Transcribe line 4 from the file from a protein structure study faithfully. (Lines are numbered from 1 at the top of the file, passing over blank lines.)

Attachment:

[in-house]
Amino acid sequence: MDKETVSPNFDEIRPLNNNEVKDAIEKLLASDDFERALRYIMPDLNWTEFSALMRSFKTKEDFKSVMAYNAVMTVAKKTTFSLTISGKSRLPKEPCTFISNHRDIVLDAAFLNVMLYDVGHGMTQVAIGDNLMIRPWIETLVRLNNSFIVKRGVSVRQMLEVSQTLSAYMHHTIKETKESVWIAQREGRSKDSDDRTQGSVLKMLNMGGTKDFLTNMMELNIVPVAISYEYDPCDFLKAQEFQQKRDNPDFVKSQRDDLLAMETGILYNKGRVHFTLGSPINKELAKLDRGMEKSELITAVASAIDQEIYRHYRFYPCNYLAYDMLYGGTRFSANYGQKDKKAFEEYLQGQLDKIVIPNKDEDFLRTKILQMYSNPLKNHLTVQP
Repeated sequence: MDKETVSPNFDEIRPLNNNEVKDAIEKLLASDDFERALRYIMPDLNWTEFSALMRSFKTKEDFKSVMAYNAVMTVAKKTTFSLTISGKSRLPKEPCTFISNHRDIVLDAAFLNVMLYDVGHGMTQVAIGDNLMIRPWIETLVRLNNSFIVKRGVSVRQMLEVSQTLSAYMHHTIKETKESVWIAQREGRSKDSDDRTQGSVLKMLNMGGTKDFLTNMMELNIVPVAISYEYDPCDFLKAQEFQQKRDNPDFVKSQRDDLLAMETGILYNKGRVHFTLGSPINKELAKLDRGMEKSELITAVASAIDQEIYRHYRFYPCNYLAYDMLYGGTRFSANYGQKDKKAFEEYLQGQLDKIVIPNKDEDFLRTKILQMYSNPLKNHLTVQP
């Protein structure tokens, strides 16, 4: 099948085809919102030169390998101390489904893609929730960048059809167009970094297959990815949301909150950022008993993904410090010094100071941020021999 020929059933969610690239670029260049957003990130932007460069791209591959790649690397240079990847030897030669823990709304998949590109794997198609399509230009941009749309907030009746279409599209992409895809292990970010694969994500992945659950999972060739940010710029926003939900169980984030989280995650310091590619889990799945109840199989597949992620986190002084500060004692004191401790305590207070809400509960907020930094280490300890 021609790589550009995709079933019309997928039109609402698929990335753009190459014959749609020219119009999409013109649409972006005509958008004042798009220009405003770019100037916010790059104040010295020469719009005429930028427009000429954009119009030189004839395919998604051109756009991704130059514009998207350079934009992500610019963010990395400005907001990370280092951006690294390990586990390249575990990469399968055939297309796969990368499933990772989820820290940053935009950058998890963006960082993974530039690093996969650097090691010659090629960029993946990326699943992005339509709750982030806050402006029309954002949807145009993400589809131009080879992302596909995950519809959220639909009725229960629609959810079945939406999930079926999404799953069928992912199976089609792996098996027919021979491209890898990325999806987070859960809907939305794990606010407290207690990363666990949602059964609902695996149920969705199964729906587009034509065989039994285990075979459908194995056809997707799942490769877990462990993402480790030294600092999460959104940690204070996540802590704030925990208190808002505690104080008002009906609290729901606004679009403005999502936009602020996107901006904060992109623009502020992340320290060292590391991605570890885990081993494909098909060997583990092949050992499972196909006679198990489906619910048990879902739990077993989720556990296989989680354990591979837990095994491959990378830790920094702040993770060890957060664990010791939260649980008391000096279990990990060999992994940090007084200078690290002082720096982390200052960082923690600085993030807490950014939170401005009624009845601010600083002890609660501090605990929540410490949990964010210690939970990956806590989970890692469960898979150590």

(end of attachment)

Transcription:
């Protein structure tokens, strides 16, 4: 099948085809919102030169390998101390489904893609929730960048059809167009970094297959990815949301909150950022008993993904410090010094100071941020021999 020929059933969610690239670029260049957003990130932007460069791209591959790649690397240079990847030897030669823990709304998949590109794997198609399509230009941009749309907030009746279409599209992409895809292990970010694969994500992945659950999972060739940010710029926003939900169980984030989280995650310091590619889990799945109840199989597949992620986190002084500060004692004191401790305590207070809400509960907020930094280490300890 021609790589550009995709079933019309997928039109609402698929990335753009190459014959749609020219119009999409013109649409972006005509958008004042798009220009405003770019100037916010790059104040010295020469719009005429930028427009000429954009119009030189004839395919998604051109756009991704130059514009998207350079934009992500610019963010990395400005907001990370280092951006690294390990586990390249575990990469399968055939297309796969990368499933990772989820820290940053935009950058998890963006960082993974530039690093996969650097090691010659090629960029993946990326699943992005339509709750982030806050402006029309954002949807145009993400589809131009080879992302596909995950519809959220639909009725229960629609959810079945939406999930079926999404799953069928992912199976089609792996098996027919021979491209890898990325999806987070859960809907939305794990606010407290207690990363666990949602059964609902695996149920969705199964729906587009034509065989039994285990075979459908194995056809997707799942490769877990462990993402480790030294600092999460959104940690204070996540802590704030925990208190808002505690104080008002009906609290729901606004679009403005999502936009602020996107901006904060992109623009502020992340320290060292590391991605570890885990081993494909098909060997583990092949050992499972196909006679198990489906619910048990879902739990077993989720556990296989989680354990591979837990095994491959990378830790920094702040993770060890957060664990010791939260649980008391000096279990990990060999992994940090007084200078690290002082720096982390200052960082923690600085993030807490950014939170401005009624009845601010600083002890609660501090605990929540410490949990964010210690939970990956806590989970890692469960898979150590």